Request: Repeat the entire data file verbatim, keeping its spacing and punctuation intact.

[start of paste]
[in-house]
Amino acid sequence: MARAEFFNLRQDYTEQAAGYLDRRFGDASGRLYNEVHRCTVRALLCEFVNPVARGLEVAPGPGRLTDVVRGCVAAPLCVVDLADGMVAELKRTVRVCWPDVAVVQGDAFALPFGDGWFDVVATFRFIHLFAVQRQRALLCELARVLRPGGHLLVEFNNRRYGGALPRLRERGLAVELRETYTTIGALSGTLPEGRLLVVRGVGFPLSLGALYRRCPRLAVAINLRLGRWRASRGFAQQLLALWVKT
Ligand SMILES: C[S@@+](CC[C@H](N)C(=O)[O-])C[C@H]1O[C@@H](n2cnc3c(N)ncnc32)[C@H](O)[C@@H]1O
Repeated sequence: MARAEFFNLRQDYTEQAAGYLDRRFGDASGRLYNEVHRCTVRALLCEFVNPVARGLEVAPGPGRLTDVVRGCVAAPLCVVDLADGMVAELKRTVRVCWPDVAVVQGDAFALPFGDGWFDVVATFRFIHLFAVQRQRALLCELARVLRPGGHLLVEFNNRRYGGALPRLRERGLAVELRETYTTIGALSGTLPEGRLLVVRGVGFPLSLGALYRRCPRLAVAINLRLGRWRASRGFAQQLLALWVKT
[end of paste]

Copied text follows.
[in-house]
Amino acid sequence: MARAEFFNLRQDYTEQAAGYLDRRFGDASGRLYNEVHRCTVRALLCEFVNPVARGLEVAPGPGRLTDVVRGCVAAPLCVVDLADGMVAELKRTVRVCWPDVAVVQGDAFALPFGDGWFDVVATFRFIHLFAVQRQRALLCELARVLRPGGHLLVEFNNRRYGGALPRLRERGLAVELRETYTTIGALSGTLPEGRLLVVRGVGFPLSLGALYRRCPRLAVAINLRLGRWRASRGFAQQLLALWVKT
Ligand SMILES: C[S@@+](CC[C@H](N)C(=O)[O-])C[C@H]1O[C@@H](n2cnc3c(N)ncnc32)[C@H](O)[C@@H]1O
Repeated sequence: MARAEFFNLRQDYTEQAAGYLDRRFGDASGRLYNEVHRCTVRALLCEFVNPVARGLEVAPGPGRLTDVVRGCVAAPLCVVDLADGMVAELKRTVRVCWPDVAVVQGDAFALPFGDGWFDVVATFRFIHLFAVQRQRALLCELARVLRPGGHLLVEFNNRRYGGALPRLRERGLAVELRETYTTIGALSGTLPEGRLLVVRGVGFPLSLGALYRRCPRLAVAINLRLGRWRASRGFAQQLLALWVKT